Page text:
Supporters in more than 40 cities take action for Bradley Manning
Protesters demand Maj. Gen. Buchanan free Bradley Manning
By the Bradley Manning Support Network. July 27, 2013.
On Friday afternoon, demonstrators marched and blocked the gates of Ft. McNair, Washington D.C., at the office of Maj. Gen. Jeffrey S. Buchanan, Convening Authority for WikiLeaks whistleblower Bradley Manning’s trial. They carried a large painted version of the van from the Collateral Murder video released by Bradley Manning, a 30 foot U.S. Constitution bearing a classified stamp, and both balloons and a 20-foot banner inscribed with the message, “Maj. Gen. Buchanan, Do the Right Thing. Free Bradley Manning.”
The event immediately followed closing arguments for the guilt vs. innocence phase of Manning’s legal proceedings, during which the defense argued that Manning is a whistleblower who rightly recognized the problem of unreasonable government secrecy.
Today, July 27, activists in dozens of cities across the world are rallying in solidarity with the Ft. McNair protesters, as part of an International Day of Action for Manning. View the list of events here.
Campaign Organizer Emma Cape, with the Bradley Manning Support Network, explained the significance of the movement to support Manning: “It’s time we reclaim the word ‘patriot.’ The kind of patriot we need today is not someone who defends all of our country’s history and actions, it’s someone willing to stand up for our country’s future, taking risks to ensure it’s a just one. Bradley Manning is such a person.” Also speaking at the event were activists from Yemen and Iraq, veterans who served in Iraq and Vietnam, and a representative from the U.S. Peace Memorial Foundation, which awarded Manning their 2013 Peace Prize.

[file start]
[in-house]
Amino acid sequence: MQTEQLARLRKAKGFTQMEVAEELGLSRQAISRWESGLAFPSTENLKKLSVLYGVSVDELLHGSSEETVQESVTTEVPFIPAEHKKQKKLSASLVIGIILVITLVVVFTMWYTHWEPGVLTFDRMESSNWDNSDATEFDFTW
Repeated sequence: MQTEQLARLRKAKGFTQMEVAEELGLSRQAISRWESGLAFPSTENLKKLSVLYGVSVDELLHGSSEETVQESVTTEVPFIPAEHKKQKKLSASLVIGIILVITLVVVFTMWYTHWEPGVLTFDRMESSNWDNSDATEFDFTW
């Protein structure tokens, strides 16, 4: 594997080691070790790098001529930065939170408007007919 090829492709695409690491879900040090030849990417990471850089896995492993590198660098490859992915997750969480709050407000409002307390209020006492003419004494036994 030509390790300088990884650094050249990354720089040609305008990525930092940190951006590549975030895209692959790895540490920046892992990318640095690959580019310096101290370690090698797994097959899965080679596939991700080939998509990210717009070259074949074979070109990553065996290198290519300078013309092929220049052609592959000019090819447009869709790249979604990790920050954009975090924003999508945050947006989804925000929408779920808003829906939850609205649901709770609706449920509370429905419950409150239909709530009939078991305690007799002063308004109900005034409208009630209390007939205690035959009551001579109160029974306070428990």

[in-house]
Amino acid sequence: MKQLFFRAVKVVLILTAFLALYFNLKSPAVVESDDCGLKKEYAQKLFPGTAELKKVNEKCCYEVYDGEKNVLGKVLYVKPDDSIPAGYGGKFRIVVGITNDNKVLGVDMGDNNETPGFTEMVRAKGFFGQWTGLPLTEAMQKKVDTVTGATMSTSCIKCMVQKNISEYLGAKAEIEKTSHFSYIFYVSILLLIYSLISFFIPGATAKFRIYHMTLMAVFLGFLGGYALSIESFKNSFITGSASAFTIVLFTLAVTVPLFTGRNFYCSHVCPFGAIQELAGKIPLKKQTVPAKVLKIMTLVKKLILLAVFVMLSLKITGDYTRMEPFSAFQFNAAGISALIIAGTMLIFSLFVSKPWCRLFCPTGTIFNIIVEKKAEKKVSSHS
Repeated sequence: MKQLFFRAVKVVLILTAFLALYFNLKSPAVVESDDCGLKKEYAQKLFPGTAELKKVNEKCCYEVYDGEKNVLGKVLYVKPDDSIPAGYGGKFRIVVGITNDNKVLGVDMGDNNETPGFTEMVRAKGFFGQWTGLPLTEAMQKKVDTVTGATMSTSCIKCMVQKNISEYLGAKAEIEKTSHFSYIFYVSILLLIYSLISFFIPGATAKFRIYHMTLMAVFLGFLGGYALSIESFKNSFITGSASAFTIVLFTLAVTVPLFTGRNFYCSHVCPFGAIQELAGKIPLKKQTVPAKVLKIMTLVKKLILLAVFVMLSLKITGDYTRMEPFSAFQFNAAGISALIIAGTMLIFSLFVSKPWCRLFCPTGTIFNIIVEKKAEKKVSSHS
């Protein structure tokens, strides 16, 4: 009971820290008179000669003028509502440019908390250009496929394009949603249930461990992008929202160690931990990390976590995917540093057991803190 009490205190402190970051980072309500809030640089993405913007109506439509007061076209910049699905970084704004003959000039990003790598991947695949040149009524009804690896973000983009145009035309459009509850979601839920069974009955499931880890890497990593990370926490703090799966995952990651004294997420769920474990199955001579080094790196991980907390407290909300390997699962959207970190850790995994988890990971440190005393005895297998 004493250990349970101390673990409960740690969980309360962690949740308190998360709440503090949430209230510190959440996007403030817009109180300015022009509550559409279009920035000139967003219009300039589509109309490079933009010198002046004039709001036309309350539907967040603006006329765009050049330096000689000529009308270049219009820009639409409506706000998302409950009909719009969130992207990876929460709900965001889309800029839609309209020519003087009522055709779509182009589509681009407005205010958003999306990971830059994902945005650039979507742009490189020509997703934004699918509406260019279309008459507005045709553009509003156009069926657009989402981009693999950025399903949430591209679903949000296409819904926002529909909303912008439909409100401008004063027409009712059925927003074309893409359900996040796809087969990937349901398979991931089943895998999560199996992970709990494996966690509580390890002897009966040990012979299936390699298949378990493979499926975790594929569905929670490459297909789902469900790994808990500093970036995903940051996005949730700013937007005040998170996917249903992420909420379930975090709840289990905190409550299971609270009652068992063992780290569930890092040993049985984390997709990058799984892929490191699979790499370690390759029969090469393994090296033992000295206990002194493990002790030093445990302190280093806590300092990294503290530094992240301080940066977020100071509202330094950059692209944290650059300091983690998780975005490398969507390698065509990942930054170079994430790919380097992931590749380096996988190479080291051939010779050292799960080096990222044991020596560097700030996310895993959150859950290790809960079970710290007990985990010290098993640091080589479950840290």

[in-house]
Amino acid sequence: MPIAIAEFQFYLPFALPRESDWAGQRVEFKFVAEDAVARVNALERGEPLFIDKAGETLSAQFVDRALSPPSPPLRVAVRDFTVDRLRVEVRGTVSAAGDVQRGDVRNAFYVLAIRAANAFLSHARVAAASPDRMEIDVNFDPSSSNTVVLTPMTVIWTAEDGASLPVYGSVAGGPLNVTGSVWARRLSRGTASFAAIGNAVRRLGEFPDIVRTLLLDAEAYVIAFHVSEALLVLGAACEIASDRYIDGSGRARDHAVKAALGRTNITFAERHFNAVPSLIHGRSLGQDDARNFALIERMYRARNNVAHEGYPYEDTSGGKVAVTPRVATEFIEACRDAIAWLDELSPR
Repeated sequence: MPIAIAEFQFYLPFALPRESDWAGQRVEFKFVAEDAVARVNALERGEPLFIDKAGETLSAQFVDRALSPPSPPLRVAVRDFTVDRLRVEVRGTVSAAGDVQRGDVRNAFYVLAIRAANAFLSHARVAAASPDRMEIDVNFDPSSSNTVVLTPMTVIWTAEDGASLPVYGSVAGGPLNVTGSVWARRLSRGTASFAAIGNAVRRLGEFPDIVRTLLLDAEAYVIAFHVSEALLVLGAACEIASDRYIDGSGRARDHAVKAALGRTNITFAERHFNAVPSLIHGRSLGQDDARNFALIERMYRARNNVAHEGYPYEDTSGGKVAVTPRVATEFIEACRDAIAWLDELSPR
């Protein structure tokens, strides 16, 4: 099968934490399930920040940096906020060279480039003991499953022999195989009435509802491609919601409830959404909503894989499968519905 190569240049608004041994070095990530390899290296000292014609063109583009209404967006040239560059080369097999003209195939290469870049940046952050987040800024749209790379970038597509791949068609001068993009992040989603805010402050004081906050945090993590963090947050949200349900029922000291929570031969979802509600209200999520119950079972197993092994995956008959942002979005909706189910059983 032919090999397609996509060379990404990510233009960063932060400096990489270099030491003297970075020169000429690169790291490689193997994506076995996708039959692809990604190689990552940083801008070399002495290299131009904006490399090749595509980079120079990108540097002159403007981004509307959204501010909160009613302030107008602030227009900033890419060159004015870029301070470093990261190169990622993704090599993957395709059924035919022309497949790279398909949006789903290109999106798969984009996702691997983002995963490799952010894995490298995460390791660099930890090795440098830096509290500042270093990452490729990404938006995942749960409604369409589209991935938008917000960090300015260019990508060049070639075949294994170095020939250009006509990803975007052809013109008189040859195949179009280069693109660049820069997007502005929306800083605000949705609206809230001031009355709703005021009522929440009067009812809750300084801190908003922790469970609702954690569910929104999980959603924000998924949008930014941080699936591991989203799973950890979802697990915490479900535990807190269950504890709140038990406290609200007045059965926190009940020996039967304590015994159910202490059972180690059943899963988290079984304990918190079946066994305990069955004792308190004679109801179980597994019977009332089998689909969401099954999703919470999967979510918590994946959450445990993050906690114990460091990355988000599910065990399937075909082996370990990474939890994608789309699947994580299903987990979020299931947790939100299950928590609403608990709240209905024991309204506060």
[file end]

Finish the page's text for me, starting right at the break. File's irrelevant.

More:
Manning faces a potential life sentence for releasing hundreds of thousands of classified military and diplomatic documents to WikiLeaks because he wanted to promote “debates, discussions and reforms” concerning U.S. foreign policy. He has pled guilty to mishandling classified information, which carries up to a 20-year sentence, but he faces life in prison on charges of Aiding the Enemy, Espionage, computer fraud, and federal theft.
Maj. Gen. Buchanan is the new commander for the Military District of Washington, so he’s the Convening Authority in Manning’s court martial. He will review the case as soon as the trial concludes, and he has the power to reduce any potential sentence Manning receives. Supporters of Manning hope Maj. Gen. Buchanan will take into consideration the numerous deprivations of the young private’s due process rights, including the fact that Manning was held in torturous solitary confinement for nearly a year and detained for three years before his trial began.
Military judge Col. Denise Lind is expected to deliver a final verdict in the coming days, after which the sentencing phase of the trial will begin, with new witnesses, evidence, and arguments.